Caracas was going up to our mountain, El Avila. “The painters, the palettes, how many a poet’s pen, how many eyes found a moment of solace”, the song said
Caracas was also the starting point for so many trips. Quick ones to La Guaira, my closest beaches. The trip through those first tunnels. The mountainside pock-marked with shacks, making sure poverty is a constant reminder. The first time you see the ocean, jumping up and down. The boulevards. The beach vendors. Stopping for ice and a hot empanada breakfast. That first dip in cold Caribbean waters, hoping to drain problems away. The parade of beautiful bodies for all tastes, the beers, the pastelitos, the other beers. The long drive home, hoping quietly that you can beat the traffic and the marauders that might do you harm, or the eternal wait for the bus ride home which feels like a cross-country trip through bandit country.
And Venezuela still is so much more. I just didn’t live through enough of it.
My love-at-first-sight moment with Maracaibo, Venezuela’s “coldest city”, because you need air conditioning everywhere to fight the almost constant 90ºF temperatures, filled with what could be the funniest, warmest people in the country.
My quick but memorable trips to Valencia and Maracay that felt like going to a next door’s neighbor. The gardens, the beaches, the friends, the lovers. The pastures filled with cows, and oxen, and buffaloes. The lusciousness of Henry Pittier National Park. The absolute spectacle that is Morrocoy, a group of islets and islands that spread across the Aragua coast like peaches on a tree. The field that commemorates the Battle of Carabobo, where independence was finally won. The birthplace of one of the world’s best rum, where you can also play paintball or ride the country’s last working steam locomotive.
Venezuela is also the Pearl of the Caribbean, Margarita Island. Two weeks of family and not-so-family vacation. The cheap liquor, thanks to the words “free port”. The casinos and night life. Again, the beautiful bodies, from all over the country and the world. The miles of beautiful beaches. The coconut shakes, the cachapas. The best empanadas in the country, in the middle of a market full of offers and hagglers. Breathtaking mangrove canals. It’s visiting a fishing village just to see the salt of the earth, but part of the sea. It’s seeing the colors of people who have lived the island life and just began to learn how to treat tourists.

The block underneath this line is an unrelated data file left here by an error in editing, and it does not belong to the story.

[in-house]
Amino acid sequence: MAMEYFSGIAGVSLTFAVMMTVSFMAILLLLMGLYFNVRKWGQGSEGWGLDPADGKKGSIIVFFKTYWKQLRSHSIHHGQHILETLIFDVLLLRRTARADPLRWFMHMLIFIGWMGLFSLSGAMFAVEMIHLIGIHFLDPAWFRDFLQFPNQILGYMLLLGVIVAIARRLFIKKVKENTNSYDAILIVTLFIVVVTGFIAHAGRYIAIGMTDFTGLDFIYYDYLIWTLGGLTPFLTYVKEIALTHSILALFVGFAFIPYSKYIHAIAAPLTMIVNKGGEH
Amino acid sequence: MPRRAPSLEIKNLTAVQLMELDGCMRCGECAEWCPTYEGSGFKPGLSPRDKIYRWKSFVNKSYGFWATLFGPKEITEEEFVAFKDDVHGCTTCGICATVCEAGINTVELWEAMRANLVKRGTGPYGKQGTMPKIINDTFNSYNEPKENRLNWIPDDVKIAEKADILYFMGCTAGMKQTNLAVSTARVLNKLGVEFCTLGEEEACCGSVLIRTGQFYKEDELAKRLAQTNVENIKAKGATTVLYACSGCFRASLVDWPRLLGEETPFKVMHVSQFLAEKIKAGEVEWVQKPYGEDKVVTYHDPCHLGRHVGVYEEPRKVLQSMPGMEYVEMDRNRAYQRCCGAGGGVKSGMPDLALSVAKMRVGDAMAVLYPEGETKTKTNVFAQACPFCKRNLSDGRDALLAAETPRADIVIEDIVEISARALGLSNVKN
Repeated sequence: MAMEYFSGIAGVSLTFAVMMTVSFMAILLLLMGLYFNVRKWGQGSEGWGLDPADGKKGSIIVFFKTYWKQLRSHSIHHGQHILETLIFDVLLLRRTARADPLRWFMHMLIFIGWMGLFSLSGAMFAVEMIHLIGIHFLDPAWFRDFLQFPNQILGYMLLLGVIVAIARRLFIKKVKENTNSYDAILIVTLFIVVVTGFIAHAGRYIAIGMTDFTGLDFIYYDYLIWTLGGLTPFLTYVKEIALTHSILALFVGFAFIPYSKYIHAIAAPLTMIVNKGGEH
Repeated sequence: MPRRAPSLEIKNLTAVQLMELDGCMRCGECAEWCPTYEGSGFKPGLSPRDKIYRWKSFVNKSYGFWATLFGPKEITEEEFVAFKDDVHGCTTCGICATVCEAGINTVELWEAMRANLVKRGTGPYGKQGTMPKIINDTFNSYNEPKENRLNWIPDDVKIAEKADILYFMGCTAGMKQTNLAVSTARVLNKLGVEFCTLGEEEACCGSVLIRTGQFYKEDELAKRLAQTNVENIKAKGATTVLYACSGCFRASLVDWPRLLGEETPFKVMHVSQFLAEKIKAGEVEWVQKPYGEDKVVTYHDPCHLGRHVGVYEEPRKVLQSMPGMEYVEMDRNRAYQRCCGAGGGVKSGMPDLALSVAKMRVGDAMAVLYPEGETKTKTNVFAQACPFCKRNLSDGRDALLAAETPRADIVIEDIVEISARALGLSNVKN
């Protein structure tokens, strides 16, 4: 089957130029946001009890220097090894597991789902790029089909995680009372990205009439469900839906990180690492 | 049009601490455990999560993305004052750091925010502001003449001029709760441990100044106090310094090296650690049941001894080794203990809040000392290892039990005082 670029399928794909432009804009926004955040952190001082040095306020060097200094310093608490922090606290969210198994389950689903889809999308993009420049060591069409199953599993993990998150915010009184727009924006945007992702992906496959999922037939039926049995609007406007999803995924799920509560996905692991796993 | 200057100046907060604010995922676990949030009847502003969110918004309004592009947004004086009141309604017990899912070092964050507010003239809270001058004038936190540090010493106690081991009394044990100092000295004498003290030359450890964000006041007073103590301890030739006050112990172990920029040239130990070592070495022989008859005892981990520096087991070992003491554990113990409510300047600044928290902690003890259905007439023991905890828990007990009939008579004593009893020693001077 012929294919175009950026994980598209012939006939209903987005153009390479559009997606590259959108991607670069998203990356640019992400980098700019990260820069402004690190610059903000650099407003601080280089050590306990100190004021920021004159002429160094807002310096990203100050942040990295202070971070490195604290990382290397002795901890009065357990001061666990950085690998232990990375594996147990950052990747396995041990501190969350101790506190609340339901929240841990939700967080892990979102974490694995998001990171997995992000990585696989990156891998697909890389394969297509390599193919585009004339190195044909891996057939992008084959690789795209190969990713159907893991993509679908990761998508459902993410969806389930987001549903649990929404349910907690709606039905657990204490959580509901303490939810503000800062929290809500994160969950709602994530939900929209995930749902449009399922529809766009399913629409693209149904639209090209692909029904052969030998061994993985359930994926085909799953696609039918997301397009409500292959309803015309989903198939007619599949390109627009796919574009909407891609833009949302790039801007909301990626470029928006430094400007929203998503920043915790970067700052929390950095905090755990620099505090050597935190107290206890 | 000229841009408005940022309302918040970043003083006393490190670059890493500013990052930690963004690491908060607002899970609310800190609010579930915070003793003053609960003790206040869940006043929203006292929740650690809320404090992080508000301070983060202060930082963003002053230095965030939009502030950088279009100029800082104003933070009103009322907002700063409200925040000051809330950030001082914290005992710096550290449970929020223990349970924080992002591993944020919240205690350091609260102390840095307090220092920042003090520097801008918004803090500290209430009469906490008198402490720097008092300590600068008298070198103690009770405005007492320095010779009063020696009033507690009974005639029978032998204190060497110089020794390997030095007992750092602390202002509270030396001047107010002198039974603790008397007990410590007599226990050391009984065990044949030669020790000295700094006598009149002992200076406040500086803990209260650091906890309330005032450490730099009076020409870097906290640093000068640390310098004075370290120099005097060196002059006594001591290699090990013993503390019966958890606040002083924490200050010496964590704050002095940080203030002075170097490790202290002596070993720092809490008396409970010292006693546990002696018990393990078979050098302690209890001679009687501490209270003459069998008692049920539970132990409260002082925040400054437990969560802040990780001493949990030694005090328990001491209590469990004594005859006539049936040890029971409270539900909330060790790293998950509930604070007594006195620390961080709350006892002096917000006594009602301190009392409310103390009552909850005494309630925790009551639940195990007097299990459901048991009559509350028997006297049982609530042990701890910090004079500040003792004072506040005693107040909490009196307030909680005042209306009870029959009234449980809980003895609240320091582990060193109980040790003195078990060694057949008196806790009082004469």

Venezuela is the Andes, with tiny and beautiful little villages all across the highland moors, with our own breed of dog, big, hardy floofs called Mucuchies. The kindest people on the planet, too quick to offer some coffee for the cold while they get ready to ride their mules. Venezuela is also desert, in the Dunes of Coro (Médanos), a vast sand extension that makes you expect a Sphinx rise from within, a few minutes away from even more gorgeous beaches. Venezuela is also land of cowboys, the llaneros, men’s men, one with the wilderness that surrounds them, filled with the legends of dead murderers and murdered women. And Venezuela is also the deepest jungles, surrounding the Orinoco river, second only to the Amazon in the continent, “winding like a snake” right through the middle of our beautiful country.
Venezuela is all that. Or rather it was. Almost none of what I have described is true anymore, given the current situation. But above all, Venezuela is us. And that has not changed us. Our sense of humor, our dreams of grandeur that sometimes come. Our women and men, our pages, our voices. Venezuela is now one of the biggest countries in the world, because there are Venezuelans all over the world. The United States, Colombia, Spain, Canada, Italy, Peru, Germany, Australia, Japan, even Eritrea and Siberia. There are very few countries that haven’t heard the word “Venezuela”, and although it comes from heartbreak, I’m sure we try and say it with a smile.
I write these words and I wonder when will I see my country again, and under what circumstances. A joyous one, like a new baby. Or a sad one. Or just… one. I wonder if I will ever be able to stand at the foot of Angel Falls, or bathe in the waters of Los Roques. And as I feel what the Portuguese call saudade creep into me –a sad happiness, as it was once described to me, or a fond melancholy– I say it doesn’t matter.
I am Venezuelan, and proud of it.